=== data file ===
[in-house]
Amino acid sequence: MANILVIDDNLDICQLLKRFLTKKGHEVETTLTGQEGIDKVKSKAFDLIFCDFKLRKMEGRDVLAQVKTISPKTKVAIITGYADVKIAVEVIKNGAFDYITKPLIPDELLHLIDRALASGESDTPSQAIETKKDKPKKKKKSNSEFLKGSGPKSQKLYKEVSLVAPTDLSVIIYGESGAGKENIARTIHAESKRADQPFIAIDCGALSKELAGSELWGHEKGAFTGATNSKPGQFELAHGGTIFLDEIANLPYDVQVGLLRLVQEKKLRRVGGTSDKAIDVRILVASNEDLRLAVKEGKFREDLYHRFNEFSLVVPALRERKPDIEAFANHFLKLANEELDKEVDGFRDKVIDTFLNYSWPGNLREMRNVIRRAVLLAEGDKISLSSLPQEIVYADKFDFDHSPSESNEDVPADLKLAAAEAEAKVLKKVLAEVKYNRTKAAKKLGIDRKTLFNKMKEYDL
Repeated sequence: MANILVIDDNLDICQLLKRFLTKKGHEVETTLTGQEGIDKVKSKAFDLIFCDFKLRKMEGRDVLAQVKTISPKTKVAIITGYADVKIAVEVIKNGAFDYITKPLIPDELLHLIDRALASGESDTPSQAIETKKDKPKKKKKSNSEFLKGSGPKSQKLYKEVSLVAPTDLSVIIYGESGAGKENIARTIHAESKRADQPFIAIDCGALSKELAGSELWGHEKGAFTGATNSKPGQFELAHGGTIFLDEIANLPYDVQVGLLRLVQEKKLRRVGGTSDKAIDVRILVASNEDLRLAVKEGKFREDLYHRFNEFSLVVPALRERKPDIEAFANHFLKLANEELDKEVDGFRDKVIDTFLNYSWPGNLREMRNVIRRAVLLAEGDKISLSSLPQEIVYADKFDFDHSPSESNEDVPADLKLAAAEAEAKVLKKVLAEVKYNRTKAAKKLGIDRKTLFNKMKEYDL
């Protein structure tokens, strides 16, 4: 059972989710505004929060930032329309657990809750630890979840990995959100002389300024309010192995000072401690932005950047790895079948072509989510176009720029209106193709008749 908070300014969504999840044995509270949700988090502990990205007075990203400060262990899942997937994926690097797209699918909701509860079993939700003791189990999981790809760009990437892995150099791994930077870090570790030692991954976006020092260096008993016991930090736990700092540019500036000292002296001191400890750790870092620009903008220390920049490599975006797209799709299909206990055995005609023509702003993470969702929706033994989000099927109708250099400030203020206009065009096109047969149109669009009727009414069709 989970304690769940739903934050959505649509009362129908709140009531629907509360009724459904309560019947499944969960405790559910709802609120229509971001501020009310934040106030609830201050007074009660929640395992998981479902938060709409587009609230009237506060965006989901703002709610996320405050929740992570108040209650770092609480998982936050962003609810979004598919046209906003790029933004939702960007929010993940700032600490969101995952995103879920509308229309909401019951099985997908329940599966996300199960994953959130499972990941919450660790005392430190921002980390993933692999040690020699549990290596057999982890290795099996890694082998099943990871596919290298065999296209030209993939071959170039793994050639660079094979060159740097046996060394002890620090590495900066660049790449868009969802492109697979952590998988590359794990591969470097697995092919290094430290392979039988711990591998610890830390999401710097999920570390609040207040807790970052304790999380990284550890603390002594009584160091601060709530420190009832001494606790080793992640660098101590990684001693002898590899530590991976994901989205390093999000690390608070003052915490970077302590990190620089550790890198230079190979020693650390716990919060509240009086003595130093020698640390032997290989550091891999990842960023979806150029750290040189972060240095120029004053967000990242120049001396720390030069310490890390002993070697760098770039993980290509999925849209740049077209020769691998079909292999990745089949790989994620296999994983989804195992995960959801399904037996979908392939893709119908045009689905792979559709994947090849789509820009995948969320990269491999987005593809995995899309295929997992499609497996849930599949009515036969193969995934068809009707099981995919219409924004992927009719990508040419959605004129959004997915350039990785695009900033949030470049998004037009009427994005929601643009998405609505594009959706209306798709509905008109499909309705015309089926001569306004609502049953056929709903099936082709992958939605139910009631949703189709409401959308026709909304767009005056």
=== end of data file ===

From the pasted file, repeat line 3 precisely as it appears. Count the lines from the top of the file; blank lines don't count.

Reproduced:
Repeated sequence: MANILVIDDNLDICQLLKRFLTKKGHEVETTLTGQEGIDKVKSKAFDLIFCDFKLRKMEGRDVLAQVKTISPKTKVAIITGYADVKIAVEVIKNGAFDYITKPLIPDELLHLIDRALASGESDTPSQAIETKKDKPKKKKKSNSEFLKGSGPKSQKLYKEVSLVAPTDLSVIIYGESGAGKENIARTIHAESKRADQPFIAIDCGALSKELAGSELWGHEKGAFTGATNSKPGQFELAHGGTIFLDEIANLPYDVQVGLLRLVQEKKLRRVGGTSDKAIDVRILVASNEDLRLAVKEGKFREDLYHRFNEFSLVVPALRERKPDIEAFANHFLKLANEELDKEVDGFRDKVIDTFLNYSWPGNLREMRNVIRRAVLLAEGDKISLSSLPQEIVYADKFDFDHSPSESNEDVPADLKLAAAEAEAKVLKKVLAEVKYNRTKAAKKLGIDRKTLFNKMKEYDL